Manhattan Residential Market Gains Momentum in 1Q10
The Manhattan residential market is starting to see more historically normal level of sales and inventory
Dees Stribling, Contributing Editor
New York–The Manhattan residential market is starting to see more historically normal level of sales and inventory, according to the first quarter 2010 Prudential Douglas Elliman Manhattan Market Overview. The improvement during the quarter reflects a continuation of momentum, in terms of sales and prices that got under way in the fourth quarter of 2009.
Sales levels and a reduced inventory were at levels approximating the 10-year average for the entire market, and there was some improvement in the luxury segment of the market as well, according to the report. Overall, prices were lower in the first quarter of 2010 than they were in the first quarter of 2009, but price levels, “are now moving sideways,” Jonathan Miller, president and CEO of Miller Samuel, the firm that prepared the report, notes in a statement.
Miller chalked up the return to more normal levels of sales activity to low mortgage rates, improved consumer confidence spurred by gains in the stock market, and the federal home buyer tax credits. “There remains concern in 2010 over the potential for rising mortgage rates, expiration of tax credits and an economy that hasn’t established significant improvements in unemployment and mortgage financing terms,” he adds.
In terms of pricing, the report found that the average Manhattan residential sales prices during 1Q10–for condos and co-ops both–was about $1.427 million, down 21.8 percent from $1.826 million during the first quarter of 2009, but up 10.1 percent from 4Q09. Price per square foot was $1,038, down 17.6 percent from $1,259 per square foot during the same quarter last year, and down 1.2 percent from $1,051 per square foot during 4Q09.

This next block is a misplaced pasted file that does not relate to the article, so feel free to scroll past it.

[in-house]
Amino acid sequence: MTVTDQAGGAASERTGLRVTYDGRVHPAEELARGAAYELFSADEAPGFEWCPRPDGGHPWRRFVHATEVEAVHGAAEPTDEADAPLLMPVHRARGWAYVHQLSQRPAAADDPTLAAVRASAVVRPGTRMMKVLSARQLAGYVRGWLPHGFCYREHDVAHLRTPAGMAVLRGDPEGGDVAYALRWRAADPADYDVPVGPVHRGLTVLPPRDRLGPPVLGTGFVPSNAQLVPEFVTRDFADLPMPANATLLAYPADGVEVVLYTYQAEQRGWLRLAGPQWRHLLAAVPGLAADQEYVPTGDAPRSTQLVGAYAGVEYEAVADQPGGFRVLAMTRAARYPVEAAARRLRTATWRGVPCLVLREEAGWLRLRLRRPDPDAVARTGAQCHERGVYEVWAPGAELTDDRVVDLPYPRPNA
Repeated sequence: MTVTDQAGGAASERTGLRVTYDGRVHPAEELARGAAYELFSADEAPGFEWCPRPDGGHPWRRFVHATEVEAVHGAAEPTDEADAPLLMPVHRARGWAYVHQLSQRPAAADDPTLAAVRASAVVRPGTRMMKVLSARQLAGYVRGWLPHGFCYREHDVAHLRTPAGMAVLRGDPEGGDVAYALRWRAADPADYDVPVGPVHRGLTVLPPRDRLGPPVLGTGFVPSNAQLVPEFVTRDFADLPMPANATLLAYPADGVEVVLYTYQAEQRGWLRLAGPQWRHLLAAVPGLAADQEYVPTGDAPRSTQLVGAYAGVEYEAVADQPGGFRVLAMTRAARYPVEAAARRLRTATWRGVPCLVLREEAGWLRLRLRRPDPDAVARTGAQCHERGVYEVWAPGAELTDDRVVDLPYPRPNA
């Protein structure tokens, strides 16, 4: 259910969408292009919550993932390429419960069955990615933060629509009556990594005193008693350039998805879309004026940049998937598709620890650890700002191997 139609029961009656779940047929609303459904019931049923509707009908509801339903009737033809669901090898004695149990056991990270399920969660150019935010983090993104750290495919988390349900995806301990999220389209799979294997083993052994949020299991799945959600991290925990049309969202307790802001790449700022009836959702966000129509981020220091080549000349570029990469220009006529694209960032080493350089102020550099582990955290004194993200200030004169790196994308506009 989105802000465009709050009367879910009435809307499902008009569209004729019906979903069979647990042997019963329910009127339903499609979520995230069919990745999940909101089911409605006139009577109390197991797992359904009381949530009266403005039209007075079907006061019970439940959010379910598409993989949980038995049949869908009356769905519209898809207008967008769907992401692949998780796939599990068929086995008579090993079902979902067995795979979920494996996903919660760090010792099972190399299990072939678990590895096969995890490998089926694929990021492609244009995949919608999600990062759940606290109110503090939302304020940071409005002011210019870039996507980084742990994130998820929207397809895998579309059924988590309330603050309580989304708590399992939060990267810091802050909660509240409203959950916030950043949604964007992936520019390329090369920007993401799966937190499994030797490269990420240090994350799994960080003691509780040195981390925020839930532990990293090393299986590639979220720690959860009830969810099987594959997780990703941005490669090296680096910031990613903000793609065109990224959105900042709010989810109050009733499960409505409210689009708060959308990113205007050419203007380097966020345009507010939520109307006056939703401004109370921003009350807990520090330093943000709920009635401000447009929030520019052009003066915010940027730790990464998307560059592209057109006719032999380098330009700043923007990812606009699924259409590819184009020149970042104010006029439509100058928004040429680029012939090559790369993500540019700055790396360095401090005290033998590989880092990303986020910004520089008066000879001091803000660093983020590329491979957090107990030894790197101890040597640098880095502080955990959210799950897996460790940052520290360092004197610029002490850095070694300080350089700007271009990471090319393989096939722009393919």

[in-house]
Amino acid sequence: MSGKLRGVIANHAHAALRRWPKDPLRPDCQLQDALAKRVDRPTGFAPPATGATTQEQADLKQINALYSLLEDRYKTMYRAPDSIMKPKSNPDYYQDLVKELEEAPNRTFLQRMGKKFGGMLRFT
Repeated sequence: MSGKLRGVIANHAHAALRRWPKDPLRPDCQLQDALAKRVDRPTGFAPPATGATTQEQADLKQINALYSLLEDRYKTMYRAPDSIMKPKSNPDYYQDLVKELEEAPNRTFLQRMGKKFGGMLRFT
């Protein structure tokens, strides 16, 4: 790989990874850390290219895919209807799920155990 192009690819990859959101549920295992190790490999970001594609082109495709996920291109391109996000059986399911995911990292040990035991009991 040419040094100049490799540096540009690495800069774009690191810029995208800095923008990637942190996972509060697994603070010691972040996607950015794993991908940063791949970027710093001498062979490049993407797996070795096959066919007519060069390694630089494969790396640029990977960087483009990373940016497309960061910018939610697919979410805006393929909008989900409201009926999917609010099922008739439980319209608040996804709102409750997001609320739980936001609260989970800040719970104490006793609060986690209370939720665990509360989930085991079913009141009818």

The number of residential sales surged 99.5 percent year-over-year to 2,384 sales, compared with 1,195 sales in the first quarter of 2009, according to the report. That figure, as well as the even higher sales figure of 4Q09, helped whittle away at Manhattan’s residential inventory. The inventory stood at 10.1 months during the first quarter of 2010, which is consistent with the 10-year 9.9 month average and significantly improved over the 26.2-month inventory during 1Q09.
Manhattan’s luxury housing market, which includes both condos and co-ops as long as they are in the top 10 percent in terms of price, saw a median sales price of $4.582 million in 1Q10, down 30.5 percent from $6.595 million in the prior year quarter. Listing inventory fell 6.7 percent to 1,502 units from the same period in 2009.